Elon Musk Names Obscure Agency as ‘Worst Offender’ in US Government Censorship

Twitter CEO Elon Musk has pointed to a little-known government agency as the “worst offender” in terms of U.S. government censorship and media manipulation, alleging that it flagged Twitter accounts for suppression based on dubious criteria like promoting the lab leak theory of COVID-19 origins.

In a series of tweets on Tuesday, Musk named the U.S. State Department’s Global Engagement Center (GEC) as a “threat to our democracy” and pointed to independent journalist Matt Taibbi’s extensive Jan. 3 thread that delves into the agency’s interactions with Twitter on content censorship.

Taibbi’s thread that Musk pointed to for more details on the GEC’s activity includes internal correspondence among Twitter executives that indicates that even they took a dim view of engagement with the GEC, considering it “political” and “press-happy” and as having a “track record of actively advancing specific ideological agendas.”

The Epoch Times has reached out to the GEC with a request for comment but received no response by publication.

What Is the GEC?

The GEC is an entity within the U.S. government responsible for coordinating and supporting government-wide efforts to counter foreign propaganda and disinformation.

Founded in 2011, the agency was originally established as the Center for Strategic Counterterrorism Communications (CSCC) within the Department of State. Its purpose was to support government agencies in communications activities aimed at countering violent extremism and terrorist organizations.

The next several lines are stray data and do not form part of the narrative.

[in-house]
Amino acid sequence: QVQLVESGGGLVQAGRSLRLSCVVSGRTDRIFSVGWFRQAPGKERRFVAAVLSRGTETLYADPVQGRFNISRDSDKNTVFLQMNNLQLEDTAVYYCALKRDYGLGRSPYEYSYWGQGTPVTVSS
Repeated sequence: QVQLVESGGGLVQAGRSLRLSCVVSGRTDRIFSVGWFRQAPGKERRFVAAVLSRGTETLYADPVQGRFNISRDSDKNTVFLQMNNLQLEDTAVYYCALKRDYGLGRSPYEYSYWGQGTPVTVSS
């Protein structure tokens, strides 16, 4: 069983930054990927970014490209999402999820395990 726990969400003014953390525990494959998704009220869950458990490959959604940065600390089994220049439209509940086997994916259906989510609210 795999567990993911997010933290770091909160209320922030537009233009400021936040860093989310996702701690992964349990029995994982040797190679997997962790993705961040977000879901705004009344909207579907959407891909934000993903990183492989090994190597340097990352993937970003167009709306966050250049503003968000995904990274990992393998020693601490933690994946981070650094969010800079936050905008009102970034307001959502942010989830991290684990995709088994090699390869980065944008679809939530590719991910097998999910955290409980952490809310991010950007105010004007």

In 2016, the CSCC was transformed into the Global Engagement Center through Executive Order 13721, but its counterterrorism mission remained largely unchanged.

The agency says its main objectives are to detect, analyze, and counter disinformation and propaganda from foreign countries, and to promote fact-based narratives and policies to counter malicious influence and disinformation operations aimed at America and its allies.

The GEC works with a broad range of partners including other U.S. government agencies, the private sector, and foreign allies.

One of its lines of effort is to to play a coordinating role in the U.S. government interagency’s public exposure of foreign influence operations.

As part of this effort, the GEC accused China of coordinating with Russia to manipulate social media platforms to spread disinformation and push back on international criticism that Beijing didn’t do more to halt the spread of COVID-19.